“How could you help someone who is being treated unfairly at school?”
“How could you help your brother or sister when they’re tired and cranky?”
“How could you help a kid who has missed a lot of school because he’s been sick?”
“How could you help your mom when she’s had a rough week and is feeling too tired to do anything exciting over the weekend?”

“God, You know all the needs of the people in the world. Sometimes the needs seem too big for us, but we also know there are things we can do to help. Please remind us this week: Don’t wait for someone else to help people in need. We pray that we would be the ones to step forward and help someone this week. Amen.”



Bibles, Legos (bag of 500)

Divide kids into two teams.
Have kids sit with their teams and instruct kids to turn to Nehemiah 5 in their Bibles. (NOTE: This may take time, but it helps kids learn skills for reading the Bible on their own. If needed, encourage kids to use the table of contents in their Bible, and then decide if the book is in the Old or New Testament.)
Encourage kids to mark this passage, either with the bookmark in their Bible or by sticking a pen in the page, and then close their Bibles.
Explain teams will answer questions about the Bible story. If they can remember and give the correct answer on their own, their team will earn five Legos. If they can’t remember the answer, but can find the answer in their Bibles, their team will earn three Legos. If they answer incorrectly, they must give one Lego back. The team who builds the tallest Lego wall by the end wins!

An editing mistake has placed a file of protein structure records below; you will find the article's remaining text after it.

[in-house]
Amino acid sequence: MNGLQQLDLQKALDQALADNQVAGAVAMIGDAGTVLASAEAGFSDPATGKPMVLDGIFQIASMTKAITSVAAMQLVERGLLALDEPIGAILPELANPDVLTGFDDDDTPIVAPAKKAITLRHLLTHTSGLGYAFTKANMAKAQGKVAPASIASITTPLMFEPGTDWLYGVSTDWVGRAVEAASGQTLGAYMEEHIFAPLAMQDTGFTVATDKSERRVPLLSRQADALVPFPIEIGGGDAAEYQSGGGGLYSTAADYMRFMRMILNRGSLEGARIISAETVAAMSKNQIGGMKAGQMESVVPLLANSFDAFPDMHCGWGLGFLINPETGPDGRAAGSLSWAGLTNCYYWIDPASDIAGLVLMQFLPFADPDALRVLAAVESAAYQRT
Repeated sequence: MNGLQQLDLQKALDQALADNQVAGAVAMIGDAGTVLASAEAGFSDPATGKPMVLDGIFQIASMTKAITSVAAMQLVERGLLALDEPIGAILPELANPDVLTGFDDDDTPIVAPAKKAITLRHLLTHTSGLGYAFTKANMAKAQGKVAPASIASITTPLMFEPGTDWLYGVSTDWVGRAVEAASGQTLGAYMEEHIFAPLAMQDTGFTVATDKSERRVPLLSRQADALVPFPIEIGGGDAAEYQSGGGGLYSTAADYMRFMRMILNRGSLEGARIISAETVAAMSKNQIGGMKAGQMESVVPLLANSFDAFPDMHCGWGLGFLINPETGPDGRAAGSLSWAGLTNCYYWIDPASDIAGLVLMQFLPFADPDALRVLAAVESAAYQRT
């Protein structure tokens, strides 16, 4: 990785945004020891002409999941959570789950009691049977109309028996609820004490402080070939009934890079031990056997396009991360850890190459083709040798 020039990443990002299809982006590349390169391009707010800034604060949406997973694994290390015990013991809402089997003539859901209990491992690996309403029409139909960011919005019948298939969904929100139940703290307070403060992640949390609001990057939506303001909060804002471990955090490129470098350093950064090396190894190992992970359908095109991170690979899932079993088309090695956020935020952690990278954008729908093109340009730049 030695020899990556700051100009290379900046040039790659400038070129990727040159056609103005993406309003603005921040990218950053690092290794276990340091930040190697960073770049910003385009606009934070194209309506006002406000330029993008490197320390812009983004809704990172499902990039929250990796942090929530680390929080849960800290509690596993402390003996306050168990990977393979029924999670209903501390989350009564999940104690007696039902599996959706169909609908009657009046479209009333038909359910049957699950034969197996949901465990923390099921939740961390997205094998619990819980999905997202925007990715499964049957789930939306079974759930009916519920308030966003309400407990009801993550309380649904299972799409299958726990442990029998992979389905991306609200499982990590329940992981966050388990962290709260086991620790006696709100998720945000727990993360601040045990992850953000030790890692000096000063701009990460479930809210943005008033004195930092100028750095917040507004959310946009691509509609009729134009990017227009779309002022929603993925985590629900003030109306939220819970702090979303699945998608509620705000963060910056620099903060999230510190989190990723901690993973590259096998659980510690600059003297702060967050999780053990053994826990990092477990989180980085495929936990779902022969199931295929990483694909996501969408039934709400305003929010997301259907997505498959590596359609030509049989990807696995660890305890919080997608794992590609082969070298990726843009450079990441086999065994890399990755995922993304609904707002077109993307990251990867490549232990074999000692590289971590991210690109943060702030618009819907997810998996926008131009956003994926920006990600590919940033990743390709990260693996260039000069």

Choose one kid from each team to be the spokesperson. After quietly discussing the answer as a team, the spokesperson will stand when they are ready to give an answer.
Ask one of the questions below. Encourage teams to discuss their answers and have the spokesperson stand when they’re ready to answer. Remind kids they can look up the answer in their Bibles for a reduced number of Legos (three instead of five).
Invite the spokesperson for each team to whisper the answer to you. (After both teams have answered, be sure to announce the correct answer in front of the whole group.) As they answer, award the appropriate number of Legos and encourage teams to stack the Legos to build walls. After all questions have been answered, the team with the tallest wall wins!

“Did the men and their wives raise complaints against other Jews or against the king?” (against other Jews)
“What did they say they needed to make food from?” (grain)
“What did they have to borrow to pay their taxes?” (money)
“What happened to their sons and daughters?” (They were enslaved.)
“Was Nehemiah confused or angry when he heard about their problems?” (angry)
“When Nehemiah accused the Jewish nobles and officials of treating their people unfairly, did they argue back or keep quiet because they knew he was right?” (They kept quiet.)
“When Nehemiah demanded that the leaders give their fields back and treat the people more fairly, did they agree to do it?” (yes)